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You've probably heard the classic adage: "Write what you know."
Problem is, writers aren't just writers. Writers who do any kind of world building are also architects, interior designers, fashion designers, psychologists, aestheticians, stylists, set designers, city planners, etc., etc. We have to know where the hero/heroine lives, works, plays. What they wear. What they drive. And most importantly, we have to figure out a way to translate all these things into words in order to create a seamless map of our world for readers. A map they can imagine. A map they can *see.*
One of the best ways for me to do that is to see the map on my own, to have my own visual understanding of the world I'm attempting to create. Thus, I'm thinking about an adjustment to the adage. Maybe something along the lines of "Write what you see."
For me, what I "see" comes in a couple of forms of visual inspiration: (1) images that serve as literal source material, or (2) images that serve as inspiration.
The first category includes those pictures that I know you've stuffed into a folder or binder (or saved on your computer desktop)--pictures of houses, cars, monsters, outfits, hairstyles and/or pretty boys with pretty blue eyes who would make an outstanding hero down the road. Maybe you took a photograph, maybe you printed them off the web, maybe you tore them out of magazines. Either way, these are the images a writer uses to facilitate description later on.
I consider myself to be a "visual" person, so I do a lot of visual sourcing. For example, when it came to creating the architecture of the CHICAGOLAND VAMPIRES, I researched Chicago real estate, neighborhoods, architectural styles and historically important homes to figure out (1) where the vampires should live and (2) what kind of building they'd live in. There are some amazing resources out there. For the neighborhoods, you can't beat Wikipedia, which provides summaries and basic data about the the Windy City's 'hoods. In bigger cities, Google Maps offers "street view," which can give you a sense of, for example, what a character might see if they were standing on a particular corner.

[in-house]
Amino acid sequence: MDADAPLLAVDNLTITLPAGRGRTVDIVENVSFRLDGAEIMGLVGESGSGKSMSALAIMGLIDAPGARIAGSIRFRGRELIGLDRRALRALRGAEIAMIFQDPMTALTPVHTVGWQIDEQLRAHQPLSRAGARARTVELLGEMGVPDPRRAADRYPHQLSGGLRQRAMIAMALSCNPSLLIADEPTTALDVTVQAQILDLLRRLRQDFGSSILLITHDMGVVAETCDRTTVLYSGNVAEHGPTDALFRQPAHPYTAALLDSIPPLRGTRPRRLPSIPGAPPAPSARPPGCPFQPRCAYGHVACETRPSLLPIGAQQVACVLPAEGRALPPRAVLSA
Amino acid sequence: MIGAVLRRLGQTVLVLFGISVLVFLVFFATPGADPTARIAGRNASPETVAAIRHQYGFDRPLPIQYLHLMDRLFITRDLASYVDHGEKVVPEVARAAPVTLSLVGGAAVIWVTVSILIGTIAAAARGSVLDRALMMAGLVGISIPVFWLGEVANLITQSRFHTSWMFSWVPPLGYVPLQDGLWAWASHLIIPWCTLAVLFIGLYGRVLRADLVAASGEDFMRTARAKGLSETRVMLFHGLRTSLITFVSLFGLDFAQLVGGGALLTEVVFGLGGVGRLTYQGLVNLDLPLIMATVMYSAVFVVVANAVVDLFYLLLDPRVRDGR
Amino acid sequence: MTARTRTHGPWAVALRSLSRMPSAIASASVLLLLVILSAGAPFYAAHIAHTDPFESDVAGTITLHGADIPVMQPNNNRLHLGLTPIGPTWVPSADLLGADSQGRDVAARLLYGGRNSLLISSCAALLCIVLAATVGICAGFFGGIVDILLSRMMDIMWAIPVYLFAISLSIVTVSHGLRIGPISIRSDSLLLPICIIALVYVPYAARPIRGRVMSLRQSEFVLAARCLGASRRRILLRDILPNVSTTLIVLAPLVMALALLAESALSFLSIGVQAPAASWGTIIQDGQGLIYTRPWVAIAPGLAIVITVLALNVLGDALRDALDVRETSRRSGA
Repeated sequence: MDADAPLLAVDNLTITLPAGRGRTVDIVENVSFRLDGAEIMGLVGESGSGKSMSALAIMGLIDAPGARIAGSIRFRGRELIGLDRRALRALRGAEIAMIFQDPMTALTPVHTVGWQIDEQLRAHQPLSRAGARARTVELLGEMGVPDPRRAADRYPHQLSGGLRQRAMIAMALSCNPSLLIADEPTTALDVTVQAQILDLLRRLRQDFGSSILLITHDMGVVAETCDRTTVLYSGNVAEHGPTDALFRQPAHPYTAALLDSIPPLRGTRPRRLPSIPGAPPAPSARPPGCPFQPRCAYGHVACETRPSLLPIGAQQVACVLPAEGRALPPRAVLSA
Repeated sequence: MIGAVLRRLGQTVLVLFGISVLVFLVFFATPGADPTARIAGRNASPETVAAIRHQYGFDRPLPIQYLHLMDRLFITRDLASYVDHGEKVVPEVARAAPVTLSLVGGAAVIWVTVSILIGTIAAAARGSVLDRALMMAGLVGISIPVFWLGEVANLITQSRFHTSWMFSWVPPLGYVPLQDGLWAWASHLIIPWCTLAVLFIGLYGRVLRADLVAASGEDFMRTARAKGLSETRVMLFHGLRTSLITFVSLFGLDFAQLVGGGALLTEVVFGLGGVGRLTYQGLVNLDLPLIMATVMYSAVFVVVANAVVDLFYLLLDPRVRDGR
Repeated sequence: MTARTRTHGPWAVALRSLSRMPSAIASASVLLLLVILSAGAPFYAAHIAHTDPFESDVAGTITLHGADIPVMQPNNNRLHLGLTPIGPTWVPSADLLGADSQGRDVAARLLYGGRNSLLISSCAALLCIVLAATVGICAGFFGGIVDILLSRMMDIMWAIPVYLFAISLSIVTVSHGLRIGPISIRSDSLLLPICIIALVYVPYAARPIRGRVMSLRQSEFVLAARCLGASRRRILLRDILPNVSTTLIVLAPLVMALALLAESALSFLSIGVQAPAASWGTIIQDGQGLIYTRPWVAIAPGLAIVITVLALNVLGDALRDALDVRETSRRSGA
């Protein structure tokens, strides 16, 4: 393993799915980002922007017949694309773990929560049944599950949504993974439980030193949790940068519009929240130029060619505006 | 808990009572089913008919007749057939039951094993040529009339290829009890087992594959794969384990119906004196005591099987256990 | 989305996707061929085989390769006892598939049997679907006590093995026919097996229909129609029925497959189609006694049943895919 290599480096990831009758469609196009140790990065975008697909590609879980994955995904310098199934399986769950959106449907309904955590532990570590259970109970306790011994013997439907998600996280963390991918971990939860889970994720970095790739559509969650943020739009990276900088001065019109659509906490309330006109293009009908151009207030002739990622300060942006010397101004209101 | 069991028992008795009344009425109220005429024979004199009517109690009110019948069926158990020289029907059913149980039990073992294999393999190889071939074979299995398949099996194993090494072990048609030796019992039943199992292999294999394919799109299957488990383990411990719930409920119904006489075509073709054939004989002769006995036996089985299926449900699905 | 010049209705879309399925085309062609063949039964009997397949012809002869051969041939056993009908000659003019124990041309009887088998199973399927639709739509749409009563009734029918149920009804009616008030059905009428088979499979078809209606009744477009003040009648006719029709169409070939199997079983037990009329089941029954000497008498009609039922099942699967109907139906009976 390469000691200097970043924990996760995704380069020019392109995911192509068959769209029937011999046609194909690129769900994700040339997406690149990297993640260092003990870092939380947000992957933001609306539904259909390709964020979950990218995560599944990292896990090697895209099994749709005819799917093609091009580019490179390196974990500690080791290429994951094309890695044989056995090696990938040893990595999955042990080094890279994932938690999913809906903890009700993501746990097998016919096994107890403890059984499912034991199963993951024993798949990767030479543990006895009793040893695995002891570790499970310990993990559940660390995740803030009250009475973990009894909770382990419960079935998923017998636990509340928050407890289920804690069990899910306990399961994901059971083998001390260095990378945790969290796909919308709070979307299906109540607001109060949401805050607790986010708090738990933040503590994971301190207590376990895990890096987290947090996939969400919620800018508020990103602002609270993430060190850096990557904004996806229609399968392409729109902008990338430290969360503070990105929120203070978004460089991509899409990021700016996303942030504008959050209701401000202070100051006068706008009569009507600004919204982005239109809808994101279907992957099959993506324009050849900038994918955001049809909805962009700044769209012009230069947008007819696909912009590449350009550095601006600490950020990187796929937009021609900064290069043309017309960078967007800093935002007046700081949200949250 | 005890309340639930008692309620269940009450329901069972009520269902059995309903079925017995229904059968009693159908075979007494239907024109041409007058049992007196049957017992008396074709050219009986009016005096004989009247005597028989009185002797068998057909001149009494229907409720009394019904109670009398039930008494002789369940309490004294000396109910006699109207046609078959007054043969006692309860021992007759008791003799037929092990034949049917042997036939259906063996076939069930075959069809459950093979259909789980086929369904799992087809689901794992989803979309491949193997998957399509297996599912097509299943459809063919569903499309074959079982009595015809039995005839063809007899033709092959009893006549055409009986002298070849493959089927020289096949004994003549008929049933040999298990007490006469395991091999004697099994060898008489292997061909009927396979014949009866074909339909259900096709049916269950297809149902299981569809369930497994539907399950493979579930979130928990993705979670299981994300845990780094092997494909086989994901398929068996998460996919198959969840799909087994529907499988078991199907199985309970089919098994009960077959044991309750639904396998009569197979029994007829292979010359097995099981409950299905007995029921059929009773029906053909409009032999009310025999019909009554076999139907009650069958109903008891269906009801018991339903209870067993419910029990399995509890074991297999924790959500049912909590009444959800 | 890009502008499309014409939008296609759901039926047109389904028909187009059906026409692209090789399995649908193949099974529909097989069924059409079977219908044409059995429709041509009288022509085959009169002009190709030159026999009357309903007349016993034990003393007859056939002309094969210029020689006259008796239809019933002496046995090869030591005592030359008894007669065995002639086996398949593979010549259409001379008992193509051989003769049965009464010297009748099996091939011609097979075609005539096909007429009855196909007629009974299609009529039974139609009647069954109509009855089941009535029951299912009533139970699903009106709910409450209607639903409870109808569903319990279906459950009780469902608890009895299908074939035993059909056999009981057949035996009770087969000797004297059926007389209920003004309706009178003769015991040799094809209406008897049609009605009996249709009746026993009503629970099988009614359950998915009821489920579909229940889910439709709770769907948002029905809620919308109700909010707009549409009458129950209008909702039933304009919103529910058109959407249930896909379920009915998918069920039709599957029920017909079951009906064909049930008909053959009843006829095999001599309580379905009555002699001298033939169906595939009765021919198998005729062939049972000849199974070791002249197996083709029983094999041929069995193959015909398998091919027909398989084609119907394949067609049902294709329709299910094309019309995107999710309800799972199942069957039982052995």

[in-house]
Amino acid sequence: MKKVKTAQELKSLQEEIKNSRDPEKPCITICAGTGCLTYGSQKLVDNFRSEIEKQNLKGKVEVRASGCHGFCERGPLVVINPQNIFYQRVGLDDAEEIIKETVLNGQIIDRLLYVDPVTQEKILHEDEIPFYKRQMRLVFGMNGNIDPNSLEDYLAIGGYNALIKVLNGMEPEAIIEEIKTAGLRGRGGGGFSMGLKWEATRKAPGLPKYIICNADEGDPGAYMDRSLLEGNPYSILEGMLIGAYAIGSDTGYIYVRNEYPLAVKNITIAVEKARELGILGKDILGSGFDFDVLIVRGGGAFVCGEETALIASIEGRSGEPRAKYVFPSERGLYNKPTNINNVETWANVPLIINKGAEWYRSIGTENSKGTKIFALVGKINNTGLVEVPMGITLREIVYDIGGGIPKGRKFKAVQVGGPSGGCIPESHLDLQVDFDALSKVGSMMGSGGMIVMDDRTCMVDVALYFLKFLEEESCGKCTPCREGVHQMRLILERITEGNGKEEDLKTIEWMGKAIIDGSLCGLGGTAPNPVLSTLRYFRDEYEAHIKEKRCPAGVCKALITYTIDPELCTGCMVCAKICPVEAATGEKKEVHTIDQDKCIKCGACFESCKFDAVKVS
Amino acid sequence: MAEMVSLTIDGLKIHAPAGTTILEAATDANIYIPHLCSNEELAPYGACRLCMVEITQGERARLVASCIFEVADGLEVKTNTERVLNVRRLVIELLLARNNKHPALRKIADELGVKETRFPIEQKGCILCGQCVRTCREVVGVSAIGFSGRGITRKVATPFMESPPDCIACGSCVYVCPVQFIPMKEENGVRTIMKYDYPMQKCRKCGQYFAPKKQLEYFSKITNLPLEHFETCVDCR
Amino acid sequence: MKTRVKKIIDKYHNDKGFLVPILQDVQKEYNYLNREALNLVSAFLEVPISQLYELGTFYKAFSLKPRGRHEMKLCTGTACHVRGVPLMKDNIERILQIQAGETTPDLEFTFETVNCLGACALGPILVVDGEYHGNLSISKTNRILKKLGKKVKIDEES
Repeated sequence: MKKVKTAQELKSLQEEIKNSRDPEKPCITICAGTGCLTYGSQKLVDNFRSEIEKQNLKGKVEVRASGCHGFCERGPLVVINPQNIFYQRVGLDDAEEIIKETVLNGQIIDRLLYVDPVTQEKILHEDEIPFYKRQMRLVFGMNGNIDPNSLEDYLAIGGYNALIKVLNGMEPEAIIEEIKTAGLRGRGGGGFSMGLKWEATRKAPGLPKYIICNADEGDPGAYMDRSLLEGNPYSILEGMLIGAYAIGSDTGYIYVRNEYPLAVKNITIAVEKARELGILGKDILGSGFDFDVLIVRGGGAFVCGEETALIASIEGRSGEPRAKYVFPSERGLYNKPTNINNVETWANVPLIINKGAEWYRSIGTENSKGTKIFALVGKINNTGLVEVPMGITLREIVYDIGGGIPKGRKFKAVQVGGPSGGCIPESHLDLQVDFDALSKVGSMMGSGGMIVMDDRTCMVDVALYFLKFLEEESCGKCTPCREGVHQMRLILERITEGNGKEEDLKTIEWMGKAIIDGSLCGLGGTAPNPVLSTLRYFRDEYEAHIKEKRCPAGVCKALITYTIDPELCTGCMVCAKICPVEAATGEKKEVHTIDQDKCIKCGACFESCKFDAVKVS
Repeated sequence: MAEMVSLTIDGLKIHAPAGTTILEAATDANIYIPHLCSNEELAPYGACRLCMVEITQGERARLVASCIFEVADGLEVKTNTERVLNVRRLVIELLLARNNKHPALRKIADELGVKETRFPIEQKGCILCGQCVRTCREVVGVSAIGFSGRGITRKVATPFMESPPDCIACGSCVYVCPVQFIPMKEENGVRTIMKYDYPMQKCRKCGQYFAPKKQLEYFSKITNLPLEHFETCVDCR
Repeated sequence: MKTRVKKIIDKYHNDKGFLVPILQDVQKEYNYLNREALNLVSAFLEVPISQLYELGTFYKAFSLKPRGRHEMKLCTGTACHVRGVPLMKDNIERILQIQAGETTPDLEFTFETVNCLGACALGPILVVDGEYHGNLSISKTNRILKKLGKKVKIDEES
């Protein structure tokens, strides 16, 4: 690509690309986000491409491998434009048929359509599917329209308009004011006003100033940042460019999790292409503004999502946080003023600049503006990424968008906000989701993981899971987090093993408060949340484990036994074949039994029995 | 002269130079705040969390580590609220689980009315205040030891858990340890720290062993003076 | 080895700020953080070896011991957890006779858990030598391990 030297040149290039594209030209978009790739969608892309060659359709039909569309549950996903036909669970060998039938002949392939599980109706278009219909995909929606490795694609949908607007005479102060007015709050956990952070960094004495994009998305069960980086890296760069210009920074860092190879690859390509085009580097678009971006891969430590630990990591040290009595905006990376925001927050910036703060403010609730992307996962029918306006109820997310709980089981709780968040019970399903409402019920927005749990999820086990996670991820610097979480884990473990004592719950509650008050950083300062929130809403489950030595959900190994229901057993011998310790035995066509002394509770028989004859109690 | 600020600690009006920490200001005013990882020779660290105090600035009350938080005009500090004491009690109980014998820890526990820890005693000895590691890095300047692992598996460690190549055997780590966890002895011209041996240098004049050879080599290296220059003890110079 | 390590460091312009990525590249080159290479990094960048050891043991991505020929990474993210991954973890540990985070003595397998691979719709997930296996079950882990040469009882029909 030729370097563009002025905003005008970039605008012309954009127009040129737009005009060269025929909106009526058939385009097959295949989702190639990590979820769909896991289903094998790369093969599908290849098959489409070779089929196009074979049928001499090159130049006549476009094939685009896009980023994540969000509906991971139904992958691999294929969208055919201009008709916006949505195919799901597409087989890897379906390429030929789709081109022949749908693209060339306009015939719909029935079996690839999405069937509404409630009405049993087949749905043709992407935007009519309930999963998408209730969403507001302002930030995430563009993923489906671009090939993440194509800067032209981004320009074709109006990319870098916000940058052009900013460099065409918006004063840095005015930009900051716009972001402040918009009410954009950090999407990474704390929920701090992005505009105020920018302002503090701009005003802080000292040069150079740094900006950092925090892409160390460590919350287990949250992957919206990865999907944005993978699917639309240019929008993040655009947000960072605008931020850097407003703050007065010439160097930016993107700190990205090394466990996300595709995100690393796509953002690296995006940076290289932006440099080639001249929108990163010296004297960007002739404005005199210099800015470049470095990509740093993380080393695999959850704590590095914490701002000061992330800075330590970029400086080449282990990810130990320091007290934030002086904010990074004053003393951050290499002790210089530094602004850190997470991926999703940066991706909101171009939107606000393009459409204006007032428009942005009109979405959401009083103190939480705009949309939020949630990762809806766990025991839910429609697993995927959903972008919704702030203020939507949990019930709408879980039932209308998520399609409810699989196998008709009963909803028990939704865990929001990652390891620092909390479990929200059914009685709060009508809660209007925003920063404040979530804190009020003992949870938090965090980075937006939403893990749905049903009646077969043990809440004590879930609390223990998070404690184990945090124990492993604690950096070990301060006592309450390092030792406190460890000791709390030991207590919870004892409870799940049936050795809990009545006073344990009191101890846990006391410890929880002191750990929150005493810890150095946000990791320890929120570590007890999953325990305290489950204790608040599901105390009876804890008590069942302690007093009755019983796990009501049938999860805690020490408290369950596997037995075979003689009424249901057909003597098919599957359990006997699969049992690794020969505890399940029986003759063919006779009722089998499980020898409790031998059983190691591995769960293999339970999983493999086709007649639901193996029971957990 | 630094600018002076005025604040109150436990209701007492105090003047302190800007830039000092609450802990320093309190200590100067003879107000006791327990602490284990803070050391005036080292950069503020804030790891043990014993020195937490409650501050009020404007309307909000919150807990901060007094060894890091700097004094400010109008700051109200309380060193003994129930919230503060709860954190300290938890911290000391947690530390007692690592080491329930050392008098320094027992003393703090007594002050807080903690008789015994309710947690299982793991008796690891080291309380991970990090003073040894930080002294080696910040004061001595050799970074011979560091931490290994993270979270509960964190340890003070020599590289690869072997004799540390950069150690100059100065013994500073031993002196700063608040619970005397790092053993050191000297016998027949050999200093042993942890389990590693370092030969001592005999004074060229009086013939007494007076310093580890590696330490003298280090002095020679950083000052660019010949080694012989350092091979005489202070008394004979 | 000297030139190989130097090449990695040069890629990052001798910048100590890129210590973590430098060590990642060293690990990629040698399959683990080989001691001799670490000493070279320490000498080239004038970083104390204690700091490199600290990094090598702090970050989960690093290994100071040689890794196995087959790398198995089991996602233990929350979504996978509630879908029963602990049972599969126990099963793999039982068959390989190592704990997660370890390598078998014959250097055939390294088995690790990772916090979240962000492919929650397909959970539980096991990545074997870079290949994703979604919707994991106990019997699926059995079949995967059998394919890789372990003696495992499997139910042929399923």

For the architecture, the city of Chicago provides an entire catalog ofarchitectural landmarks online, and places like the Wheeler Mansion and Cheney Mansion have web sites with photo galleries. The web site of Chicago magazine has an outstanding "Deal Estate" section where they review luxury home sales and postings in the metro area. It was in searches like these that I found the model for Cadogan House, Kimball Mansion, which currently houses the U.S. Soccer Federation.
But what about stuff in the second category, which is a little squishier to define? These aren't just images you've stuffed into a folder, but images that serve as triggers for your writing. Images that send you to a different place, a different time, a different mindset. I'd propose that these kinds of images are JUST as important as source images. The can help you in world-building, especially when it comes to esoteric concerns (the "feel" of your world, the philosophy of your characters, the emotion of a particular scene), and they can serve as inspiration when the words are only trickling out, especially if you're a "visual" person like me.
Here are some ways to think about (and look for) both kinds of inspiration.
> Where you live
Thus far, I've lived in six cities. Nothing that I've written so far is set in those six cities, but that's not to say that parts of the cities don't make their way into the books. Even if you live in Podunkville, but want to set your manuscript in Excitotropolis, there may be discrete parts of P that could serve as appropriate visual sourcing for E. Think about (and take pictures of!):
- Architecturally interesting buildings, bridges, towers. Architecture from the WPA era, which often has tons of interesting detailing, might serve you particularly well here. And don't just think about the pretty buildings--think about the decaying ones, the peeling ones, the well-used ones.